Wilco, Austin City Limits
Originally uploaded by rustedrobot.
I was able to catch up on a couple of Tivo’d recordings over the weekend, one of which was Wilco’s 2005 appearance on Austin City Limits. I also see that The Fort has put forth his say as well and it is purely coincidental that we’ve both written about it and we both think “I’m A Wheel” is embarassing drivel. Their performance was solid, but I find myself repeating the same thing over and over and over when I see them: they are too artistic for their own good these days (see below). Now that that’s out of the way……..
I remember standing at The Paradise one October evening in 1995, enjoying the hell out of a Wilco show and, in all likelihood, feeling very warm courtesy of The Latrobe Brewing Company . It was very, very late on the A.M. tour and I was probably at the very peak of my admiration for all things “alt.country.” Gosh, I hate that term. Anyway, the triumvirate of Wilco, Son Volt and Uncle Tupelo were the three bands that had made my world go ’round from 1994-1997 and I was there in the throes of it.
The “encore” found the band stumbling back out to roll out a couple of new songs they had been working on and I remember thinking how sorta dumb it was that lead singer Jeff Tweedy also changed his clothes, moving into a Denver Broncos football jersey. It was then that they pushed into “Misunderstood,” a song that more-or-less flipped that band into another dimension and/or direction. The rootsy, cutsey sound was gone, replaced by something more brooding, more adventurous. It was spectacular.
And that’s how I felt about “Being There,” the sprawling double-album which shot out in so many different directions that it was……confusing. Miraculous. Interesting. It was Jeff Tweedy’s scream therapy (his Plastic Ono Band, if you will), an expression of all the music he’d listened to and been influenced by since childhood; an expression of his newly-found indepedance from Uncle Tupelo & Jay Farrar, whose talent and mildly mysterious aura, theoretically, smothered Tweedy and rendered him esteemless. I’ve since cooled down a little on the album, but it definitely remains my favorite Wilco work, despite my two favorite Wilco songs being on “Summerteeth” (“We’re Just Friends” and “Shot In The Arm”).
Later that night, I found myself at Mama Kin (ugh) with a gang of friends, because the Continental Drifters were playing a late show and I certainly didn’t want to miss it (really, I was insane about shows). I got there one song into the set and, standing in the back, started to take it all in when I turned around and saw Tweedy come in by himself. Normally, I would know full well that meeting people you admire from afar is almost always an excercise in disappointment. However, the Latrobe Brewing Company had been hard at work that night and I said “to hell with it.”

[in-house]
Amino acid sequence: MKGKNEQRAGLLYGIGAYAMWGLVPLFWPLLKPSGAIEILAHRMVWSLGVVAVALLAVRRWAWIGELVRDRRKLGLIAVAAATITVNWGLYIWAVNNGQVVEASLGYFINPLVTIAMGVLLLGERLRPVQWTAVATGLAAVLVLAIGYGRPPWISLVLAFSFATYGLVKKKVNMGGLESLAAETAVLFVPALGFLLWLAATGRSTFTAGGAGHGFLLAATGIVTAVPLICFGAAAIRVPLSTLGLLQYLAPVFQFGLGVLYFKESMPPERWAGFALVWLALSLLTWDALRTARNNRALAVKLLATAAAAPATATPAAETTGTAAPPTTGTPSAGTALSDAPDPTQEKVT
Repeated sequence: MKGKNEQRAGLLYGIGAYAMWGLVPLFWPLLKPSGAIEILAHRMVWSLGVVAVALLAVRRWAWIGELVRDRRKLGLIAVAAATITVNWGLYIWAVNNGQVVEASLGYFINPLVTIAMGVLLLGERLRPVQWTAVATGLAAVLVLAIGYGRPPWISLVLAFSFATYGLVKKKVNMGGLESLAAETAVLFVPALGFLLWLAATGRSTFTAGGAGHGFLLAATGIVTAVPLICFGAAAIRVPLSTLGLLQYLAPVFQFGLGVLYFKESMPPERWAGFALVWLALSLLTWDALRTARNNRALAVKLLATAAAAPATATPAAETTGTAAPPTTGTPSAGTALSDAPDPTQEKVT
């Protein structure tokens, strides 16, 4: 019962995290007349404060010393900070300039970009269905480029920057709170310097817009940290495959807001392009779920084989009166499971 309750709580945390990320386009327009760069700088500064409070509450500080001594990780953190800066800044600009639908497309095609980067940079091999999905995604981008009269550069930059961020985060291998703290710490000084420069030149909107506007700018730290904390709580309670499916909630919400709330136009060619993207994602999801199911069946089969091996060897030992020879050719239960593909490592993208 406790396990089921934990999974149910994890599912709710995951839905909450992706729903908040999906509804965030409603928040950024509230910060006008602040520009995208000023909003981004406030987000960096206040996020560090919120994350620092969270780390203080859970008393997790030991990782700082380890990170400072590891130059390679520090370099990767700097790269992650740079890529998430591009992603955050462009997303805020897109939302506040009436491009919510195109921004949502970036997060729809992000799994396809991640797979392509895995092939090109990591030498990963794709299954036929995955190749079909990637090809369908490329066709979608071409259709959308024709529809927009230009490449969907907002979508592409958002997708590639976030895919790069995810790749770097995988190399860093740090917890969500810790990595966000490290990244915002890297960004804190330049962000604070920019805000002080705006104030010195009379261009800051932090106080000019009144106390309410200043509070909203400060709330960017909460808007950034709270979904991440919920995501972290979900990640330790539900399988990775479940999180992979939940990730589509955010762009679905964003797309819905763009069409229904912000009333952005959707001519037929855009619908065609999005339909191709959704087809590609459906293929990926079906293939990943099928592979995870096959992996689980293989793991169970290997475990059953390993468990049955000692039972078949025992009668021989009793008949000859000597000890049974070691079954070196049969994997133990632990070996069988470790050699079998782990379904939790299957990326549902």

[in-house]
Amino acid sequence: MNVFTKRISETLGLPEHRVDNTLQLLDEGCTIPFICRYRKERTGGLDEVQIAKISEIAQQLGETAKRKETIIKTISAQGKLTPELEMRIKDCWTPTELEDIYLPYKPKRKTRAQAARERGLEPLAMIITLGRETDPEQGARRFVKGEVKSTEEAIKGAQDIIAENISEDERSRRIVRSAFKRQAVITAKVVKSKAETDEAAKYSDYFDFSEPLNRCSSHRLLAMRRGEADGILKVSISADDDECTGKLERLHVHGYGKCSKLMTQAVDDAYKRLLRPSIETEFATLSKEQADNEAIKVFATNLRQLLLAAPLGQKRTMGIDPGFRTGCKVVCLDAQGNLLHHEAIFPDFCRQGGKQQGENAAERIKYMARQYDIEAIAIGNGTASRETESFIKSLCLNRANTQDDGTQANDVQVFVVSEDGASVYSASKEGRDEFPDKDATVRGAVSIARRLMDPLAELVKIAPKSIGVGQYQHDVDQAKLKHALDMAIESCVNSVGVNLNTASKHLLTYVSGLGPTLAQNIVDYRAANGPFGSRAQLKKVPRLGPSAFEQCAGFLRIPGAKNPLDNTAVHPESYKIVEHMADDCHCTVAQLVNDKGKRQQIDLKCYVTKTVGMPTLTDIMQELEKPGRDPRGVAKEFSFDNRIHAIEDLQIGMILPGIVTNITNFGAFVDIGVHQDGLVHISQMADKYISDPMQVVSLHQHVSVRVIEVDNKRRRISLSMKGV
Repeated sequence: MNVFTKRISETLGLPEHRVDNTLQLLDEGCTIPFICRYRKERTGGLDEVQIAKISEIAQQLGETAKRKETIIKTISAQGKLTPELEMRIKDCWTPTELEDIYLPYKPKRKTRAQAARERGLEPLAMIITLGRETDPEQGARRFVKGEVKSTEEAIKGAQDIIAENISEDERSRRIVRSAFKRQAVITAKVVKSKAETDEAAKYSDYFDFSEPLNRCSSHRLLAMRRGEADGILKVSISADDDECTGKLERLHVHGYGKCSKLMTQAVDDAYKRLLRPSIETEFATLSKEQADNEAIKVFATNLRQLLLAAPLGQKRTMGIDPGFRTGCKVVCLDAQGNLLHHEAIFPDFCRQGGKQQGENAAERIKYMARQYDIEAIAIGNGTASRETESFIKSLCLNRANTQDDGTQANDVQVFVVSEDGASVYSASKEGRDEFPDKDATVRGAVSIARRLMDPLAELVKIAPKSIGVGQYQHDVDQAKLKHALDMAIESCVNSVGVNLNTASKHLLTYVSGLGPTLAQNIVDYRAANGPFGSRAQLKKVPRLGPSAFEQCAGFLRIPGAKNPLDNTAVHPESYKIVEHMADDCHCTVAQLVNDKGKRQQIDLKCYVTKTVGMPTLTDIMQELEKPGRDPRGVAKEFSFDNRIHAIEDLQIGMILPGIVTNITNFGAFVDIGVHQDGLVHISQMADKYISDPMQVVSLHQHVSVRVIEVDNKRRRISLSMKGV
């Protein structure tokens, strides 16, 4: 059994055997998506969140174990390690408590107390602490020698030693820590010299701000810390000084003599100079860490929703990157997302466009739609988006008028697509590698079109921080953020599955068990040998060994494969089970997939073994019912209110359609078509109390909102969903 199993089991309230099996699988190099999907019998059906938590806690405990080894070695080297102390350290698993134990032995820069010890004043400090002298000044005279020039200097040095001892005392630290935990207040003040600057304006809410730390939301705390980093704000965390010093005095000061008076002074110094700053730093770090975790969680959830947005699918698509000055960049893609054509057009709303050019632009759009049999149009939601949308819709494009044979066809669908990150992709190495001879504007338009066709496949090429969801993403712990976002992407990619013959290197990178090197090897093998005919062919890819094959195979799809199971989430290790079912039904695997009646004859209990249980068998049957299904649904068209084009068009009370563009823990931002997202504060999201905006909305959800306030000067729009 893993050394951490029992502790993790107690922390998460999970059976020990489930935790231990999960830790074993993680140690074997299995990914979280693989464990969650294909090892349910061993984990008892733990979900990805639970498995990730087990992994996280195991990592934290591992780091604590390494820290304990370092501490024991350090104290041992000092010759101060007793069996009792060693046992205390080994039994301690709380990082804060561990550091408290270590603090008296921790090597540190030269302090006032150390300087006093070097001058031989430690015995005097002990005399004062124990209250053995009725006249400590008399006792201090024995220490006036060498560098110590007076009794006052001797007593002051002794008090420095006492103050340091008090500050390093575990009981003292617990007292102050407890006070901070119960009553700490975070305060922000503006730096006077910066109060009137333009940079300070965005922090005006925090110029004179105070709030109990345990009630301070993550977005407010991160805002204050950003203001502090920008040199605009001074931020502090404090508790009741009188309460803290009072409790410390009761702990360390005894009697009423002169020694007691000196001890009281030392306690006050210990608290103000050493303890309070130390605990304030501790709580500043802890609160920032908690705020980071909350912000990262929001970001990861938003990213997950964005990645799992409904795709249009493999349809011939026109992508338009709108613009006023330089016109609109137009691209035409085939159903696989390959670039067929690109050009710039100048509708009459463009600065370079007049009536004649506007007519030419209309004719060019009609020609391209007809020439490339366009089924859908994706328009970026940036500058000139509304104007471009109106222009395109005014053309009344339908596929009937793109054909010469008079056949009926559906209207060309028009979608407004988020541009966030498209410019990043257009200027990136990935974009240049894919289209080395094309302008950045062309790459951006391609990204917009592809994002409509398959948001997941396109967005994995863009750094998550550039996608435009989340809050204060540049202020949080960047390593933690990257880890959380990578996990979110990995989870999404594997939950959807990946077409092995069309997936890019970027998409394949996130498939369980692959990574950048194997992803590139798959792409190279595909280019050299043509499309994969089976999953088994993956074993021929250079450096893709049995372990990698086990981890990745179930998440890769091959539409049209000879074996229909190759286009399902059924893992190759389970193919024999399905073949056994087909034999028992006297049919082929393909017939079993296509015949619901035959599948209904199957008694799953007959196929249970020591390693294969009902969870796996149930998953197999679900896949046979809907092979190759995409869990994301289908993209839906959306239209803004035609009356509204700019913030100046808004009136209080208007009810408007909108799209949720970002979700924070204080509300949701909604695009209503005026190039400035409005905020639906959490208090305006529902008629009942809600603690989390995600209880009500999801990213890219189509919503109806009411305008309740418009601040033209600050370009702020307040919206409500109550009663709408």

Much to my surprise, Tweedy was engaging, coherent, intelligent and seemed relatively down-to-Earth. We had a terribly interesting conversation, mostly about music and the hype around the whole Son Volt vs. Wilco thing and how it affected him emotionally. “Being There” really was Tweedy on the doctor’s couch, not lyrically, not musically, but just……..as a human. A free man, if you will. I ended up getting his phone number because when he found out I worked for Rounder, he wanted to see if I could send him some of their children’s records for his very young son. I ended up talking to him a couple more times and sending some of those records over to him, but we never connected again after that. Quit while I’m ahead, I guess. Since then, he’s had some problems of his own that don’t need detailing, but it appears he’s gotten past those, too (he doesn’t appear to have gotten past having the Elvis circa ’73 hair yet, though. Yikes).
To make a long blog post short, many things have happened to the band since then. For example, they sell out large halls now, had a movie and a book made about them, landed some albums in the Billboard Top 30 and are, whether they like it or not, America’s answer to Radiohead. Their music gets more and more experimental, which is all well and good, really. You need to follow the muse, wherever it takes you. But there have been way too many lineup changes in the band to think all’s well and good in Wilcoland and I just keep going back to my original mantra: too artistic for their own good now. So while I do truly enjoy listening to that band (their performance of “At Least That’s What You Said” on ACL was terrific), I sometimes just wish Wilco would make some more songs that feel true, instead of songs that beep, whirr and ding – and sometimes feel true, but mostly feel like a band that’s trying too hard.
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